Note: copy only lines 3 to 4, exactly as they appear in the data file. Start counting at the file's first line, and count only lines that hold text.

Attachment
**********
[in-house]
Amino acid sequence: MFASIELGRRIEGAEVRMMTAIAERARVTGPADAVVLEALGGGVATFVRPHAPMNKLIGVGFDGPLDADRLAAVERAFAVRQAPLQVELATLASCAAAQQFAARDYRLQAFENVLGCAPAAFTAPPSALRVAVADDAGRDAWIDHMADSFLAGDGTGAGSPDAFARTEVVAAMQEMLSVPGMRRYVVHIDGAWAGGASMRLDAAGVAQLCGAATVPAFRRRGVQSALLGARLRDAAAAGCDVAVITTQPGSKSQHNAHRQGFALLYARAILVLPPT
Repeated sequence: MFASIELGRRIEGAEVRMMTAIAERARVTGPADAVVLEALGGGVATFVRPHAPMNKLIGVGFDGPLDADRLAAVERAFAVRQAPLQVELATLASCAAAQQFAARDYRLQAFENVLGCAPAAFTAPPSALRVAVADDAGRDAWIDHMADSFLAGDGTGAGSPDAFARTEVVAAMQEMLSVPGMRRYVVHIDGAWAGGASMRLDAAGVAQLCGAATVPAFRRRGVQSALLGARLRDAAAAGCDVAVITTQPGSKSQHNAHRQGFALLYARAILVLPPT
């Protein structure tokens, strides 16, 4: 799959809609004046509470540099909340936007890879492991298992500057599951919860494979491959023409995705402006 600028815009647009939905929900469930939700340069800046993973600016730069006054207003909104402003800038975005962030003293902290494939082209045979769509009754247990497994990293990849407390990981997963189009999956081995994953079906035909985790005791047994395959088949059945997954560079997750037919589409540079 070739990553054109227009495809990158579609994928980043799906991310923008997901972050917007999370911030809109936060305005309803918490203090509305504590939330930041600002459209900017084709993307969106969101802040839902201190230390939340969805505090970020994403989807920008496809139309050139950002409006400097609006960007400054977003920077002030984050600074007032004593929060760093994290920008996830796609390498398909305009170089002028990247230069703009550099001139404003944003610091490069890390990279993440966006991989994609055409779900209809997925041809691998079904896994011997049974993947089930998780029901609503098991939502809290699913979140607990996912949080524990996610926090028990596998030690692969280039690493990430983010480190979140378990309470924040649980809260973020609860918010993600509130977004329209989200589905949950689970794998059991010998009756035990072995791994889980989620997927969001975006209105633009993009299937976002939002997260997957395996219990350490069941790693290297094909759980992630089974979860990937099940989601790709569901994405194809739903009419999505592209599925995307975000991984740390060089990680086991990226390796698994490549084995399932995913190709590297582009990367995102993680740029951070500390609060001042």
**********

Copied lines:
Repeated sequence: MFASIELGRRIEGAEVRMMTAIAERARVTGPADAVVLEALGGGVATFVRPHAPMNKLIGVGFDGPLDADRLAAVERAFAVRQAPLQVELATLASCAAAQQFAARDYRLQAFENVLGCAPAAFTAPPSALRVAVADDAGRDAWIDHMADSFLAGDGTGAGSPDAFARTEVVAAMQEMLSVPGMRRYVVHIDGAWAGGASMRLDAAGVAQLCGAATVPAFRRRGVQSALLGARLRDAAAAGCDVAVITTQPGSKSQHNAHRQGFALLYARAILVLPPT
């Protein structure tokens, strides 16, 4: 799959809609004046509470540099909340936007890879492991298992500057599951919860494979491959023409995705402006 600028815009647009939905929900469930939700340069800046993973600016730069006054207003909104402003800038975005962030003293902290494939082209045979769509009754247990497994990293990849407390990981997963189009999956081995994953079906035909985790005791047994395959088949059945997954560079997750037919589409540079 070739990553054109227009495809990158579609994928980043799906991310923008997901972050917007999370911030809109936060305005309803918490203090509305504590939330930041600002459209900017084709993307969106969101802040839902201190230390939340969805505090970020994403989807920008496809139309050139950002409006400097609006960007400054977003920077002030984050600074007032004593929060760093994290920008996830796609390498398909305009170089002028990247230069703009550099001139404003944003610091490069890390990279993440966006991989994609055409779900209809997925041809691998079904896994011997049974993947089930998780029901609503098991939502809290699913979140607990996912949080524990996610926090028990596998030690692969280039690493990430983010480190979140378990309470924040649980809260973020609860918010993600509130977004329209989200589905949950689970794998059991010998009756035990072995791994889980989620997927969001975006209105633009993009299937976002939002997260997957395996219990350490069941790693290297094909759980992630089974979860990937099940989601790709569901994405194809739903009419999505592209599925995307975000991984740390060089990680086991990226390796698994490549084995399932995913190709590297582009990367995102993680740029951070500390609060001042």